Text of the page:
Endurance racing is a hell of thing to endure: For the cars, it’s a test of how well they hold up while being raced at breakneck speed, hour after hour, through wind and dark and pouring rain. For the humans racing them, it’s how many G’s they can endure while trying to stay alert at 200 miles per hour. And for new or potential fans, it’s how to puzzle through all the technology and jargon, and get into this relatively arcane sport.

With that in mind, we assembled this primer (or let’s call it a spotter’s guide) to racing’s ultimate challenge, which has become more accessible than ever thanks to a greater number of televised events, as well as live-streaming. Endurance racing is a strategic ballet, a proverbial chess game at speed, with epic heroes and nefarious villains, teams to root for, legacies to uphold, and action worth staying up for. Here’s where to begin.

Legacy

The world’s first motor car race happened in 1894, when 102 entrants dueled all the way from Paris to Rouen, a distance of 78 miles. The 24 Hours of Le Mans has been run since 1923, pausing only for World War II. Even more extreme races like the Targa Florio (277 miles) or the Mille Miglia (1,000 miles from Rome to Brescia and back) were ran for decades. Whenever you watch a modern endurance race, you’re tapping directly into a little bit of this storied history.

Rules

The basic success metric is elementary: How many laps can you squeeze in before time runs out? There are other rules, of course: tiers for driver skills, race-car classes, average lap speeds, mechanical strictness, the dreaded scrutineers who check over every vehicle with a fine-toothed comb…. But the fundamental thing that makes the World Endurance Championship (WEC) so captivating is, ultimately, its simplicity: Without breaking down, without growing tired, it’s how much distance your car can cover, in the form of laps at the world’s finest racetracks.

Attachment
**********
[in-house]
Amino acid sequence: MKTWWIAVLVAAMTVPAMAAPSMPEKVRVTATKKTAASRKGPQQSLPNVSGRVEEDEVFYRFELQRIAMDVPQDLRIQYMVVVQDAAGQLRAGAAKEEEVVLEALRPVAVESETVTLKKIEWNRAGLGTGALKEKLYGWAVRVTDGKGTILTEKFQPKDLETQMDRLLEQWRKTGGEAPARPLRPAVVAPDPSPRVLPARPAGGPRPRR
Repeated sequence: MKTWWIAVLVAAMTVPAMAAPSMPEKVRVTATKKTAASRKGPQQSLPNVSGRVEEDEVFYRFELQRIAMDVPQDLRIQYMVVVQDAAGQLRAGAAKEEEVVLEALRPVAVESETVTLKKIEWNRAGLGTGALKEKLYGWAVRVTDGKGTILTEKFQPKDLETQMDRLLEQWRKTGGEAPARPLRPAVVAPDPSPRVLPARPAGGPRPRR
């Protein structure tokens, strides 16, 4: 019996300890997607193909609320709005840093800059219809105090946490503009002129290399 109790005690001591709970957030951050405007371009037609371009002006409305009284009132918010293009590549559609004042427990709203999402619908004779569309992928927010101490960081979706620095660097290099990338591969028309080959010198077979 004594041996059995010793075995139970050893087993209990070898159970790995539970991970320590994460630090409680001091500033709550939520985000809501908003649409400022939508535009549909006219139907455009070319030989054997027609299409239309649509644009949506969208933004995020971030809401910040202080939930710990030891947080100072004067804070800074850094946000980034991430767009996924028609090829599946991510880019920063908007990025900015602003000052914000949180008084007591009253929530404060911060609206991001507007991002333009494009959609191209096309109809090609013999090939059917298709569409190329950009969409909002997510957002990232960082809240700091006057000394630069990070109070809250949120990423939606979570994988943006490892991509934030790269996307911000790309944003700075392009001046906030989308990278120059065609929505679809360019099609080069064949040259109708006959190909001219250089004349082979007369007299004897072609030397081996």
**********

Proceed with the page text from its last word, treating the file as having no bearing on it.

Duration

Seven out of nine WEC events last around six hours. And the longest? That would be the most prestigious race in the world, the 24 Hours of Le Mans — which is, yes, 24 hours long. Insane.

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That may seem like a lot. (And it is). But! Your average Super Bowl lasts four hours, not including the halftime show and time spent tweeting brand-specific hashtags for the 12,000 commercial breaks. A baseball game takes three hours. A regular pro football game is three as well, even with just 11 minutes of actual play. Throw in tailgating, a last-minute beer run, and the ceremonial kicking out of your friends, and it’s no more time than your average endurance race.

Classes

The Le Mans prototypes are like no other cars on earth. In fact, they more resemble spaceships than automobiles. But the rest of the classes are more recognizable: Run by a combination of factory teams and well-experienced privateers, they look like the race-car eye candy you’ll see lining the curb in front of any self-respecting South Beach club. They may even look like a car in your garage (if you’re lucky). And that’s the fun part: the idea that your near-supercar could conceivably drive from the Gas N’ Go right onto the Esses at France’s Circuit de la Sarthe.